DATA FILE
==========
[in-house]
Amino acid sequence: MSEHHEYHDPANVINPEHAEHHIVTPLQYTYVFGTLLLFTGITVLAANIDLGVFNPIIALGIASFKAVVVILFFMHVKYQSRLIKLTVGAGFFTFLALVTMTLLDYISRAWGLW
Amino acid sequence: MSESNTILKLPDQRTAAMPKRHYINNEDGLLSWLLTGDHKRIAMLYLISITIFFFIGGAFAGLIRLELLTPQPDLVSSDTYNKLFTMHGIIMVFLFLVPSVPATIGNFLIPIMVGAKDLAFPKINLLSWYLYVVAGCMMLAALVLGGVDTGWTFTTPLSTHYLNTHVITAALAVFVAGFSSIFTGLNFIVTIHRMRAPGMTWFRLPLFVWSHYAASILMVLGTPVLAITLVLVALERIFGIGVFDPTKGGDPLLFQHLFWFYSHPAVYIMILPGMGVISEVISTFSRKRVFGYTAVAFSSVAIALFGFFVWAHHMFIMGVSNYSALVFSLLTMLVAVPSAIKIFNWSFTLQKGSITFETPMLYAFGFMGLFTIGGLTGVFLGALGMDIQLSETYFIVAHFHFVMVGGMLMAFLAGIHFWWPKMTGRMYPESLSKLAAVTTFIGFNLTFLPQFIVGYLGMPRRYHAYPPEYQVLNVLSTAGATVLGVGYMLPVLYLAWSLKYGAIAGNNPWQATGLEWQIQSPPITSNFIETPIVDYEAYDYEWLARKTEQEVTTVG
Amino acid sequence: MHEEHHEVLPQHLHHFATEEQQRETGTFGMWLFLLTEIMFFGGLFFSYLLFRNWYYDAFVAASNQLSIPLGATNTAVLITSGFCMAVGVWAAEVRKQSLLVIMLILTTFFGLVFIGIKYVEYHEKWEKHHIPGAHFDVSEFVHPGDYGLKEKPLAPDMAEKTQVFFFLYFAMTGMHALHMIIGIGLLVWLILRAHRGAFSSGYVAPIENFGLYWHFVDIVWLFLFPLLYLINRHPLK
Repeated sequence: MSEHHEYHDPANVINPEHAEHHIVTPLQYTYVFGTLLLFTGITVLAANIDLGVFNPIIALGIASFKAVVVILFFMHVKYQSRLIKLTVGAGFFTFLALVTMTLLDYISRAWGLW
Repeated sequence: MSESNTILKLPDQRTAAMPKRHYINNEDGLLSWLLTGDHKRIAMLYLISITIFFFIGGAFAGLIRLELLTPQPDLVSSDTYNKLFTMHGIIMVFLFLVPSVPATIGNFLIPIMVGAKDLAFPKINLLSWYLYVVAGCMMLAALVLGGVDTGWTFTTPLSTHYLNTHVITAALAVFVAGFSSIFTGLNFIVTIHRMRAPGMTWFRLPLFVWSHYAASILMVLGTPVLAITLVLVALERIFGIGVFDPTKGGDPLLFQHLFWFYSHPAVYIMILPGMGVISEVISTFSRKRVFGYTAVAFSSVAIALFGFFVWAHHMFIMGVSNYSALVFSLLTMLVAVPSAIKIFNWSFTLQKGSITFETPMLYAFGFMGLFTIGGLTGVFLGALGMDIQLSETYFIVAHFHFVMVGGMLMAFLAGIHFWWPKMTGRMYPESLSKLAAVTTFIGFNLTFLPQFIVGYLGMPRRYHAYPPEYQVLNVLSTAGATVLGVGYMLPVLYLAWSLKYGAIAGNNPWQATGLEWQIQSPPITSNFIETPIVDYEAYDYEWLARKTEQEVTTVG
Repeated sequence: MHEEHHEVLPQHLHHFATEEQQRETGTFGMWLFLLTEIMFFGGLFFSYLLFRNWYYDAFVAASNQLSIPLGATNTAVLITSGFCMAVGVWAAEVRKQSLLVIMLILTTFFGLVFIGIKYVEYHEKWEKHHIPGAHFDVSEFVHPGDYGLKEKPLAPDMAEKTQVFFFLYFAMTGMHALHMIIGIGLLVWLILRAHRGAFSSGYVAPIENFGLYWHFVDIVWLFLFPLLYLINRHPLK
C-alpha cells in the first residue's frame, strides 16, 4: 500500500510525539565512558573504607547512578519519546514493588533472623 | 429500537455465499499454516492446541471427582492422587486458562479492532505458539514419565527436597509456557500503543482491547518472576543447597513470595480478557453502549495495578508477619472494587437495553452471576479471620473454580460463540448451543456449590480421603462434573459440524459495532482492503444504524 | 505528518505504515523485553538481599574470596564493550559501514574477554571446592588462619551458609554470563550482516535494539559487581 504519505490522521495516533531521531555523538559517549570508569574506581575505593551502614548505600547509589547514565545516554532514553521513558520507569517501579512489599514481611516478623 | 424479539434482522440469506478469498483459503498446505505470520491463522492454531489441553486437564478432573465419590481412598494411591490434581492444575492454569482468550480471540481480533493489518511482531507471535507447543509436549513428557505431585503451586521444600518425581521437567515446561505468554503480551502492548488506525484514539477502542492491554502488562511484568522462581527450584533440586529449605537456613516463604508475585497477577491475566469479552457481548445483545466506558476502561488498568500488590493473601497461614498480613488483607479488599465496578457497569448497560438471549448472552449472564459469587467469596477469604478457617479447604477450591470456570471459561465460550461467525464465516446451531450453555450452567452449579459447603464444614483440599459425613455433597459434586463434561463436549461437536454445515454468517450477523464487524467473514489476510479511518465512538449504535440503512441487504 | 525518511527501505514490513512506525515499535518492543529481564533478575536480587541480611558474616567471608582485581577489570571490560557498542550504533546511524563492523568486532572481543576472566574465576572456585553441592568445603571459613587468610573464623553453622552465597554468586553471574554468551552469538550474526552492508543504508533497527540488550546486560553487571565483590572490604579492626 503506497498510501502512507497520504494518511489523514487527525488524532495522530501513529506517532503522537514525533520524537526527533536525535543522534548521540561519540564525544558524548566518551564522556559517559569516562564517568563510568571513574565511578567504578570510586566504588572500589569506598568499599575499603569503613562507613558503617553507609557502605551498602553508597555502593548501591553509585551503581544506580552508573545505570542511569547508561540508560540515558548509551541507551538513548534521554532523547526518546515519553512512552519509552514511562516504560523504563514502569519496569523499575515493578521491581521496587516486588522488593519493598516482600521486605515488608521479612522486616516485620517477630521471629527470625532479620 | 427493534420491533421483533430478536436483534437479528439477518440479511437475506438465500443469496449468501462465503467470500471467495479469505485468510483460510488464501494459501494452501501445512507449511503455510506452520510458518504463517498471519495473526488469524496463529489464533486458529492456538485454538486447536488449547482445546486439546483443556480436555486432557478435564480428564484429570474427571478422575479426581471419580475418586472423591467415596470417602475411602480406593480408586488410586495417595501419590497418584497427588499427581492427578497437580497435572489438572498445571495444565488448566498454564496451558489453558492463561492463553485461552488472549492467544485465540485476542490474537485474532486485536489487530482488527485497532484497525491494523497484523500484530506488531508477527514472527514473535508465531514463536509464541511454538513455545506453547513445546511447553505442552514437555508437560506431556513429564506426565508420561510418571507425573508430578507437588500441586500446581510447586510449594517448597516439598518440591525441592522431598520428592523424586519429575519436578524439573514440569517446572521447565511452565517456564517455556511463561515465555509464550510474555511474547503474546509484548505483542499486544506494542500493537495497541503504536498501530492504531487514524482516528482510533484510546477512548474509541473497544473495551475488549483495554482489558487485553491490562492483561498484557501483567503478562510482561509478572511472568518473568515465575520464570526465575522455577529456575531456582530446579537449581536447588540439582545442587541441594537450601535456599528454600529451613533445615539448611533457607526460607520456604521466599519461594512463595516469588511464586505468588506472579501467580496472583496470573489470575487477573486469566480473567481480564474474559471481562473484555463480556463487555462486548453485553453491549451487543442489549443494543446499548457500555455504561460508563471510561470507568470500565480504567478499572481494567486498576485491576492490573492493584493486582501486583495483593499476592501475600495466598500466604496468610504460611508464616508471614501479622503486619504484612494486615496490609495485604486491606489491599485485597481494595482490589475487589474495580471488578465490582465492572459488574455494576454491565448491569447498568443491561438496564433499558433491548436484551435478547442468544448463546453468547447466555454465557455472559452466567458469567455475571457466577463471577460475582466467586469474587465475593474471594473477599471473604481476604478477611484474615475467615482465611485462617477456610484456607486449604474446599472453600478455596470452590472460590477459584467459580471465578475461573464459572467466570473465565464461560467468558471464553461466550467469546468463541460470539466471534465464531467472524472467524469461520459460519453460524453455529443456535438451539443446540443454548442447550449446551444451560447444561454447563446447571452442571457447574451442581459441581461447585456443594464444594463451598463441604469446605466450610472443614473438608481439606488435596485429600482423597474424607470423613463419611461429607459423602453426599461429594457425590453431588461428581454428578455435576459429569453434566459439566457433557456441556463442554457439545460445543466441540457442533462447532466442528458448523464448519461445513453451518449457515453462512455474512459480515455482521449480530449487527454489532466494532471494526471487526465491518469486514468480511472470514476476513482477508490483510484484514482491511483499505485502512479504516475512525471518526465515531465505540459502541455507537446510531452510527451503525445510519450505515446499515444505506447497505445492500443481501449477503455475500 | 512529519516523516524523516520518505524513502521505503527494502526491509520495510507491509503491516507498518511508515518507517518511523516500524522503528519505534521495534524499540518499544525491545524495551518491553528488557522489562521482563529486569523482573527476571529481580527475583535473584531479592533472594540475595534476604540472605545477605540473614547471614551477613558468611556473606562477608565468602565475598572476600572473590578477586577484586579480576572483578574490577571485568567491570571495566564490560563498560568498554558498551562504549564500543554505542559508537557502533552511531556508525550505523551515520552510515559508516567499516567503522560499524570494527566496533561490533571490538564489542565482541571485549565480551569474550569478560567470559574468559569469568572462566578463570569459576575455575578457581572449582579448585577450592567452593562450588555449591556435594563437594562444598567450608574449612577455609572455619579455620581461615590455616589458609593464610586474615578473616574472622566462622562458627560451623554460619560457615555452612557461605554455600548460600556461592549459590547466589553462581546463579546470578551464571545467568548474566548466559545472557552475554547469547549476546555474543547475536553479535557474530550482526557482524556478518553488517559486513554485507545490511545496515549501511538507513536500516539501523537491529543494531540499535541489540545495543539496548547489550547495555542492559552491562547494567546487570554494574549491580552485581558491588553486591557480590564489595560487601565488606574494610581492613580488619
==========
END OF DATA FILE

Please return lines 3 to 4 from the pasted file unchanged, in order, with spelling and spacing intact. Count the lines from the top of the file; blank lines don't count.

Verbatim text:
Amino acid sequence: MSESNTILKLPDQRTAAMPKRHYINNEDGLLSWLLTGDHKRIAMLYLISITIFFFIGGAFAGLIRLELLTPQPDLVSSDTYNKLFTMHGIIMVFLFLVPSVPATIGNFLIPIMVGAKDLAFPKINLLSWYLYVVAGCMMLAALVLGGVDTGWTFTTPLSTHYLNTHVITAALAVFVAGFSSIFTGLNFIVTIHRMRAPGMTWFRLPLFVWSHYAASILMVLGTPVLAITLVLVALERIFGIGVFDPTKGGDPLLFQHLFWFYSHPAVYIMILPGMGVISEVISTFSRKRVFGYTAVAFSSVAIALFGFFVWAHHMFIMGVSNYSALVFSLLTMLVAVPSAIKIFNWSFTLQKGSITFETPMLYAFGFMGLFTIGGLTGVFLGALGMDIQLSETYFIVAHFHFVMVGGMLMAFLAGIHFWWPKMTGRMYPESLSKLAAVTTFIGFNLTFLPQFIVGYLGMPRRYHAYPPEYQVLNVLSTAGATVLGVGYMLPVLYLAWSLKYGAIAGNNPWQATGLEWQIQSPPITSNFIETPIVDYEAYDYEWLARKTEQEVTTVG
Amino acid sequence: MHEEHHEVLPQHLHHFATEEQQRETGTFGMWLFLLTEIMFFGGLFFSYLLFRNWYYDAFVAASNQLSIPLGATNTAVLITSGFCMAVGVWAAEVRKQSLLVIMLILTTFFGLVFIGIKYVEYHEKWEKHHIPGAHFDVSEFVHPGDYGLKEKPLAPDMAEKTQVFFFLYFAMTGMHALHMIIGIGLLVWLILRAHRGAFSSGYVAPIENFGLYWHFVDIVWLFLFPLLYLINRHPLK